Adam Smith played an important part in our understanding of how society affects the evolution of civil society and business. As mathematics and reason improved economic theory through the development of rational choice theory, econometrics and mathematical modeling, economists took an important role at the governance table of most democracies.
The current deep and long recession and the troubling recovery, however, have cast some doubt on prevailing economic theories and their pundits and disciples. Perhaps the turning points were the Enron scandal and Madoff caper because the inequality that pervades America today is not going away. Somehow we have arrived at the moment when we are looking at values and relative differences between those who climb the ladder and those for whom there seems to be no ladder at all. As America continues to be decided on ideological grounds and social space and social relations continue to be segregated in terms of education, access to higher paying jobs and wealth, it becomes increasingly difficult to see an American future where a large middle class supports the notion that everyone who tries hard can make it here. That is a significant problem that is now seemingly being institutionalized as the American economy fails to create a necessarily clear and reasonable path between birth and upward mobility.
“One interpretation of the Pareto Principle, which suggests that 20% of the people own 80% of the wealth, is that there\’s no point in being angry about that inequality. Maybe the 20% is doing better than you because they went to college and you didn\’t — but that\’s not hurting you.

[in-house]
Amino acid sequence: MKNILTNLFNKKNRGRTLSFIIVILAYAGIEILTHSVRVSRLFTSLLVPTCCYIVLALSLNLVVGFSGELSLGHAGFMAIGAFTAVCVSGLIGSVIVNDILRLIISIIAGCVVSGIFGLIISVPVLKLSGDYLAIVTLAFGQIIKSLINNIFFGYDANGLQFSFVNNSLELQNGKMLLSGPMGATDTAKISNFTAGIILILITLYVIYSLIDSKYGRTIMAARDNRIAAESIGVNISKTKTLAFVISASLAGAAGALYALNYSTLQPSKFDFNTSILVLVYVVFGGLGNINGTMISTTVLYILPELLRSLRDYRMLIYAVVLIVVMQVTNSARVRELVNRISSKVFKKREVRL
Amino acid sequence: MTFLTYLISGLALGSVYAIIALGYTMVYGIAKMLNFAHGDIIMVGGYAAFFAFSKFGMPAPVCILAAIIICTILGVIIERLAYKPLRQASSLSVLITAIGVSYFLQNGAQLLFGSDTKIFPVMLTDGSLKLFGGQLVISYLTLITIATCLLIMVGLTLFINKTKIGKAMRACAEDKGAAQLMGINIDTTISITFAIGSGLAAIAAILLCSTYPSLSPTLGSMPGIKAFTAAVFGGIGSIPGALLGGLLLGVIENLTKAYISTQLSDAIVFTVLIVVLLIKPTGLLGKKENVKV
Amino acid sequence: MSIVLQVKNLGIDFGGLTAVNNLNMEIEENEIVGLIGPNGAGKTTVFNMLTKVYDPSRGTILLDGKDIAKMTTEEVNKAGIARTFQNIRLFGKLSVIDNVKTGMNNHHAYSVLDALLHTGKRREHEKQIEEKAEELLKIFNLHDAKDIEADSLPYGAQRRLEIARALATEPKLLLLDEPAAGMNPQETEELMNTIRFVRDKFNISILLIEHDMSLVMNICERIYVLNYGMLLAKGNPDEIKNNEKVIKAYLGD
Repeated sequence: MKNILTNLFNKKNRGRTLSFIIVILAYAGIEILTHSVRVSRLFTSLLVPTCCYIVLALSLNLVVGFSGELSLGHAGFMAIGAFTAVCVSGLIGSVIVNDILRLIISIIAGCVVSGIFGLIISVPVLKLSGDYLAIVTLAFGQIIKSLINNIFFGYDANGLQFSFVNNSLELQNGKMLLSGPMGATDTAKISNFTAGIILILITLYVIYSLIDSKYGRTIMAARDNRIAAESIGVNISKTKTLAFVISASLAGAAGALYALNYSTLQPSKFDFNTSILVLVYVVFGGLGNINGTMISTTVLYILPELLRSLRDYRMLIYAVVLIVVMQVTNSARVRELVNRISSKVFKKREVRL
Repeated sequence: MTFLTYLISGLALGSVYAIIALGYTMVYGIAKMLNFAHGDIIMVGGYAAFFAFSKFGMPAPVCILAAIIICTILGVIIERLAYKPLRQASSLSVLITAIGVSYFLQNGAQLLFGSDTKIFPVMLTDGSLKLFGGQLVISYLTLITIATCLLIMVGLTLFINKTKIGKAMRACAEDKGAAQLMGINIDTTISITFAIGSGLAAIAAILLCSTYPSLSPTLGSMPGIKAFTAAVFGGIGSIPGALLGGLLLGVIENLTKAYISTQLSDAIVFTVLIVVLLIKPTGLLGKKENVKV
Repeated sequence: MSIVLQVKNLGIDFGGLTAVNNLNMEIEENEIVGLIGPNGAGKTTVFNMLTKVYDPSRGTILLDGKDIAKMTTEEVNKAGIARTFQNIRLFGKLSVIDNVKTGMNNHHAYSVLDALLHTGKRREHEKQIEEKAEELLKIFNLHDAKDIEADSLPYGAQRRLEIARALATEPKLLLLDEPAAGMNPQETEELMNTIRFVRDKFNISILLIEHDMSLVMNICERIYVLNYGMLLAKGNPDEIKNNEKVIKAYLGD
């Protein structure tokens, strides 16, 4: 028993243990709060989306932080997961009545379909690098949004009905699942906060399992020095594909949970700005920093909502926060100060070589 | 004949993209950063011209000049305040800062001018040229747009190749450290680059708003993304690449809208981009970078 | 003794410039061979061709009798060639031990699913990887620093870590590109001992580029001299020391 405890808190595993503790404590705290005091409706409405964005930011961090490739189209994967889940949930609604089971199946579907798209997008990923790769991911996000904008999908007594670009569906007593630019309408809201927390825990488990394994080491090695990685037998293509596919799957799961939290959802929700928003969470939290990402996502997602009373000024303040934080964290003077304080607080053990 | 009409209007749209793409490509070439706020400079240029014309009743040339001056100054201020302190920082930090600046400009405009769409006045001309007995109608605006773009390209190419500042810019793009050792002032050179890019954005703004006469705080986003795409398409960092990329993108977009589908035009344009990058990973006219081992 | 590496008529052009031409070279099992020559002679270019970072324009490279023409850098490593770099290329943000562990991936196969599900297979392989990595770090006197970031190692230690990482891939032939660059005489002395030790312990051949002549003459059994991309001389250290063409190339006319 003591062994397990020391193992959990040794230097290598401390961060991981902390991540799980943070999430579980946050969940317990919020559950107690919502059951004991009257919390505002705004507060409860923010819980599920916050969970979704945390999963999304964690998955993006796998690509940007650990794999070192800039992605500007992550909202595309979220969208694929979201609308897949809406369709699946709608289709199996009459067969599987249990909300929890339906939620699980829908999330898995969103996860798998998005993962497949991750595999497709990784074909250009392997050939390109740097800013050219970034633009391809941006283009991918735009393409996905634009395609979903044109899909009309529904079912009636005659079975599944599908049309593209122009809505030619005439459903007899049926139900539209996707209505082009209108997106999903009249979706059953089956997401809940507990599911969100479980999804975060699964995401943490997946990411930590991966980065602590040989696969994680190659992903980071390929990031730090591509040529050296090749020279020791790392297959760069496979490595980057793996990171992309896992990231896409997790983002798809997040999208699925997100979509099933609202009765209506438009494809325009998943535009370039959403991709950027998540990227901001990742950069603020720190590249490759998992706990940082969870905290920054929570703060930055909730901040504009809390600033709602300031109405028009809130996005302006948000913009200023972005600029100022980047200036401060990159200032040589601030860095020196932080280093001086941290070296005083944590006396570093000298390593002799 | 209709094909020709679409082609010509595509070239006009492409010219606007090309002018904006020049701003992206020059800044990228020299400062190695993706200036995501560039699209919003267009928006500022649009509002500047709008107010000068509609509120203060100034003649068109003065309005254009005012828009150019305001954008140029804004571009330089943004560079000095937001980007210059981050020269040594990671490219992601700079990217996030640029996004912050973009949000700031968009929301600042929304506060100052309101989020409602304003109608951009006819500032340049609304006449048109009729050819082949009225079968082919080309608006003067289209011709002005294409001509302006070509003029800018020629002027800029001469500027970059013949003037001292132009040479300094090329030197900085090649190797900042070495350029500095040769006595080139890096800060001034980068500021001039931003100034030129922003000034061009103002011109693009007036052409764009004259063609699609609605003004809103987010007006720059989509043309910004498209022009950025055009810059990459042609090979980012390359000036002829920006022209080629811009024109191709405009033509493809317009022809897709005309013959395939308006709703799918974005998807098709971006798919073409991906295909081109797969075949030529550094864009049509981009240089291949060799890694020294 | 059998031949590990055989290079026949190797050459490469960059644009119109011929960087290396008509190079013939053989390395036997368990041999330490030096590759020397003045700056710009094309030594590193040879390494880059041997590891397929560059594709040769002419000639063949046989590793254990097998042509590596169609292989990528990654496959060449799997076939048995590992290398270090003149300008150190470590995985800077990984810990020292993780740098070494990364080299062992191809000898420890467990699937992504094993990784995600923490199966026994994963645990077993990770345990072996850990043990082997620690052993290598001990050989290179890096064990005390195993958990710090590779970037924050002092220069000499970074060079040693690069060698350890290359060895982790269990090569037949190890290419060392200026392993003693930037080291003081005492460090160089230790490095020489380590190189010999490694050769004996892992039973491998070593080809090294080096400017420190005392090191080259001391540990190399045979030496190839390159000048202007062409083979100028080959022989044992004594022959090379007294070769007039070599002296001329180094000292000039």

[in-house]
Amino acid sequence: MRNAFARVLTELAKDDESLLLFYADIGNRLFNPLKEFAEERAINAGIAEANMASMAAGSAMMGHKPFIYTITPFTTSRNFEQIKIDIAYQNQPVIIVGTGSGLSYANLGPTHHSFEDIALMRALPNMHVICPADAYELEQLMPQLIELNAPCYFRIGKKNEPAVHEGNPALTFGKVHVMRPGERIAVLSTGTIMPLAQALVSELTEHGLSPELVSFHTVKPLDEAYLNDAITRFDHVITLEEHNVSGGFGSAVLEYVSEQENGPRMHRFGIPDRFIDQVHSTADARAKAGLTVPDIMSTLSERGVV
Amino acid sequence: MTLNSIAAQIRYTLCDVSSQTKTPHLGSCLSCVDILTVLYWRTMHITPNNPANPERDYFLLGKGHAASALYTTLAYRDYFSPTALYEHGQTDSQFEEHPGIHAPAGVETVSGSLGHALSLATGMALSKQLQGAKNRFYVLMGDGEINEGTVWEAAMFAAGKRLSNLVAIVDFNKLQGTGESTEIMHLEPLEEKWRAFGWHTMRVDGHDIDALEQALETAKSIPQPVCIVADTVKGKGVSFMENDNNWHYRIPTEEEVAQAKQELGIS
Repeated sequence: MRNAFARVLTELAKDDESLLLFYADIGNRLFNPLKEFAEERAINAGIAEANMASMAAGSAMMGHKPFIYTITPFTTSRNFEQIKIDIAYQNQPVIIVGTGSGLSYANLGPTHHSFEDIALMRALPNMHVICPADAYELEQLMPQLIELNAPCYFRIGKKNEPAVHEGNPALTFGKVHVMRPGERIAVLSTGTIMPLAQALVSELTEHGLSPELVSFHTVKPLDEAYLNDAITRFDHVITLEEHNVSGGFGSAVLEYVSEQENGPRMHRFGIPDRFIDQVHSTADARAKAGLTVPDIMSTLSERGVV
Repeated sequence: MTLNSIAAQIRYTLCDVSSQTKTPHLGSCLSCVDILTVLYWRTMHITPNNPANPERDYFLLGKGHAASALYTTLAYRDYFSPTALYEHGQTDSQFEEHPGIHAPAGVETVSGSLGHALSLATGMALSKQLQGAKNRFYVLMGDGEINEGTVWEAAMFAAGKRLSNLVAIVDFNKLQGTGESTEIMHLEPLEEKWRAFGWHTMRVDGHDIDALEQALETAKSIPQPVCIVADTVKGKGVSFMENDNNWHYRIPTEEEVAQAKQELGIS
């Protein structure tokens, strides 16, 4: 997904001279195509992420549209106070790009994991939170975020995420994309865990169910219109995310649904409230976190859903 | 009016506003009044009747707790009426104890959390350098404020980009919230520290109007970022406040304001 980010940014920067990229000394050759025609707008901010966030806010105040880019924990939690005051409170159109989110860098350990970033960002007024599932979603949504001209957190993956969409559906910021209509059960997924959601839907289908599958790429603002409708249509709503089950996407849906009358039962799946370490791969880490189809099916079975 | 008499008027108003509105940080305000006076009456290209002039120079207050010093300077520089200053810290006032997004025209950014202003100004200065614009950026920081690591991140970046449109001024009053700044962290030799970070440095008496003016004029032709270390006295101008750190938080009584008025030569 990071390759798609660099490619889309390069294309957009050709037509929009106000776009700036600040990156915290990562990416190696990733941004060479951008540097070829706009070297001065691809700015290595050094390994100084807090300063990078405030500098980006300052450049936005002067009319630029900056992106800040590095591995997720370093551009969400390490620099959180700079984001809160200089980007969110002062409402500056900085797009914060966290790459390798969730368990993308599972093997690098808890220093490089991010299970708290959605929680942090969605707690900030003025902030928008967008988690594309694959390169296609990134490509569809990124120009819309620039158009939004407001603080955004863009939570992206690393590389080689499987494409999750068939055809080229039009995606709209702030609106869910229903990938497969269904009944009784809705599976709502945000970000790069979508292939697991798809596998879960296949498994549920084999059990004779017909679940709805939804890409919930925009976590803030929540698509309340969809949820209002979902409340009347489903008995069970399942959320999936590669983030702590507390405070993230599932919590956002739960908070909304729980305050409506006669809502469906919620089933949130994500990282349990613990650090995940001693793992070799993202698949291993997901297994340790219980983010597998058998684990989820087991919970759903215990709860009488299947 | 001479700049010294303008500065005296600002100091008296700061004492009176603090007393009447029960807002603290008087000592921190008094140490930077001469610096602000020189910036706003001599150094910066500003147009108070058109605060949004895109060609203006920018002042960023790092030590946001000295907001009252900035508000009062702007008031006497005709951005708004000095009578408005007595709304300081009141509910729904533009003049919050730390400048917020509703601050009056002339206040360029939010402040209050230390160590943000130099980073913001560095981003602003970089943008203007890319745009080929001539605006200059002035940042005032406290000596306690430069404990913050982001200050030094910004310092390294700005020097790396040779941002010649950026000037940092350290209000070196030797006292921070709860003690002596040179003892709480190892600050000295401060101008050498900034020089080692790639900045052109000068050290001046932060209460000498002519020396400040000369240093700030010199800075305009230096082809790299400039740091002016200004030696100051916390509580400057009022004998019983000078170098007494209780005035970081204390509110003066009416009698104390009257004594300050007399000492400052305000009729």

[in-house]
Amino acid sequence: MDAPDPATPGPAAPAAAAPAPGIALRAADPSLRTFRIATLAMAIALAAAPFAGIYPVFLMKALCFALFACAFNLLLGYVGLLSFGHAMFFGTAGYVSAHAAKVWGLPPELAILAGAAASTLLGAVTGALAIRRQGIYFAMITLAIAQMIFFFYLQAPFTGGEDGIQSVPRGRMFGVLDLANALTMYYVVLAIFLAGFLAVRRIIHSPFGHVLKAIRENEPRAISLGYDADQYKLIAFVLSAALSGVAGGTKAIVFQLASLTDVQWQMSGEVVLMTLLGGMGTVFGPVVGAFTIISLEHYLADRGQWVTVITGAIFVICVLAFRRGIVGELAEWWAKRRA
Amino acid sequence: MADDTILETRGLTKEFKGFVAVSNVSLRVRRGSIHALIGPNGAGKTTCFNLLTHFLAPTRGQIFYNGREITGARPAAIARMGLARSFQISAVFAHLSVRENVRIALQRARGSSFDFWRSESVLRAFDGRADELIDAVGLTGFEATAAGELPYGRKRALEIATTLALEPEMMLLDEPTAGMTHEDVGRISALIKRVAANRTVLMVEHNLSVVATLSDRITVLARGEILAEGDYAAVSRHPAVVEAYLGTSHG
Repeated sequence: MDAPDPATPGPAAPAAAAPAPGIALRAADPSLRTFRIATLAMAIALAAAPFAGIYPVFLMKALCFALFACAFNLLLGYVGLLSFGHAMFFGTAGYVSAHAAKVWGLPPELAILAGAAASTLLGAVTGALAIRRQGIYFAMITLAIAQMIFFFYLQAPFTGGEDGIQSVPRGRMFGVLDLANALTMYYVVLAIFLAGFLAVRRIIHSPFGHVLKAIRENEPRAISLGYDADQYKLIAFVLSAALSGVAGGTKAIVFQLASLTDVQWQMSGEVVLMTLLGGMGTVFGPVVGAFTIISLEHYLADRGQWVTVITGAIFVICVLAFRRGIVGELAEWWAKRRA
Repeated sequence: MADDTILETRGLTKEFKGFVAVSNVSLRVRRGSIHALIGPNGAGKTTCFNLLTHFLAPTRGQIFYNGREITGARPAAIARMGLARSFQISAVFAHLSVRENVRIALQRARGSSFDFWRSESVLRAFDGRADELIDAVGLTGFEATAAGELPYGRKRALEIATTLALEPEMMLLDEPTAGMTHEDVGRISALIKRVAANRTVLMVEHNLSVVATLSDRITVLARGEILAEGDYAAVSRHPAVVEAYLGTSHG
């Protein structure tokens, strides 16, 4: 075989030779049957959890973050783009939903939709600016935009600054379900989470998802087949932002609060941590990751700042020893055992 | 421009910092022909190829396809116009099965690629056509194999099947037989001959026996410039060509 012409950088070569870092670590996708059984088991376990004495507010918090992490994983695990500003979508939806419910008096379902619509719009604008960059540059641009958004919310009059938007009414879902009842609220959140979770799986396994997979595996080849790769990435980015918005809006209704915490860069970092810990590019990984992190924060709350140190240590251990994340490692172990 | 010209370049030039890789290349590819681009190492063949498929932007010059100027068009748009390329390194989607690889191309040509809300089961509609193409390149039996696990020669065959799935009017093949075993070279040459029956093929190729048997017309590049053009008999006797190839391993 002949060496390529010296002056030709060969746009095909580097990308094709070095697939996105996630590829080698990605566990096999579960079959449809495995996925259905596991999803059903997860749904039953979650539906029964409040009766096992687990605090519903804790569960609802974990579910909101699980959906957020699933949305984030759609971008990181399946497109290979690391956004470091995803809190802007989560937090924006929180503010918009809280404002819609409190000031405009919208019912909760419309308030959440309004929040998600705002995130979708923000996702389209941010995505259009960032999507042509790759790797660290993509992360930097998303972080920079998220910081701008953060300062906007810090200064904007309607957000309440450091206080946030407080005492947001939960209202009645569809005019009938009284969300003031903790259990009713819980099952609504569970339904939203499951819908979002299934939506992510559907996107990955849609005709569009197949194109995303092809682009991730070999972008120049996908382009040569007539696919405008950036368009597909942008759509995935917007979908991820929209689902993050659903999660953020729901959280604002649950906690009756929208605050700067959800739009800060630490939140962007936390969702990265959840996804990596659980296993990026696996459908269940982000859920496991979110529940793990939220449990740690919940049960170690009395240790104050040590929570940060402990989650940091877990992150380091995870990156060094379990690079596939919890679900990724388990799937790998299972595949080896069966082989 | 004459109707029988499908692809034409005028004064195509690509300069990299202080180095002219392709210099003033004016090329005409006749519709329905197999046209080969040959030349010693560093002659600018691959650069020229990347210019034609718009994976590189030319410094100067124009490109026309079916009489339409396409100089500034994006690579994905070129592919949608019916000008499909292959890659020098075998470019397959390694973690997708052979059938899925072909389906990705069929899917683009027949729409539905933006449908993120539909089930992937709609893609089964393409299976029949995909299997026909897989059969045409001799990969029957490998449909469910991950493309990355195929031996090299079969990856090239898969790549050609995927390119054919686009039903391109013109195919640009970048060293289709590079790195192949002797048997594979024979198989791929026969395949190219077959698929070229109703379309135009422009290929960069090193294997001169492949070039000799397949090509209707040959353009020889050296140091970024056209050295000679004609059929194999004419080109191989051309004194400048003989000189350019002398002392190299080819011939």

Dr. Deaton: I agree with the Pareto Principle, but you can be hurt by that kind of inequality, and that can happen in many different ways. If a bunch of people get extremely rich but nothing happens to your income, that\’s OK. But if they use their wealth to start buying the government, for instance, then it\’s not OK, because you don\’t get your share in the democracy anymore.
I\’ll give you an example from the U.S. right now. If you\’re a drug manufacturer and you come up with a blockbuster drug that does very well, eventually the patent runs out. Your business could let the patent run out and let the generics manufacture that drug, which is what\’s supposed to happen. But your company could also spend a lot of money lobbying Congress to get an extension of your patent. That\’s an example of blocking equality, and it hurts people. And economists have been very weak on that.
Like everyone, we economists specialize in what we do. So economists think we\’re the gods of income; we tend to think about well-being in terms of income, and we don\’t worry too much about the other things that contribute to well-being, such as health, education, or participating in a democratic society. But not having access to an important medicine doesn\’t show up as a share of GDP.
When we think about well-being, we can\’t just think about wealth. That\’s one of the things we\’ve learned from the Gallup World Poll — how important many other elements are to a person\’s satisfaction with his life.”
via What’s So Bad About Income Inequality?.
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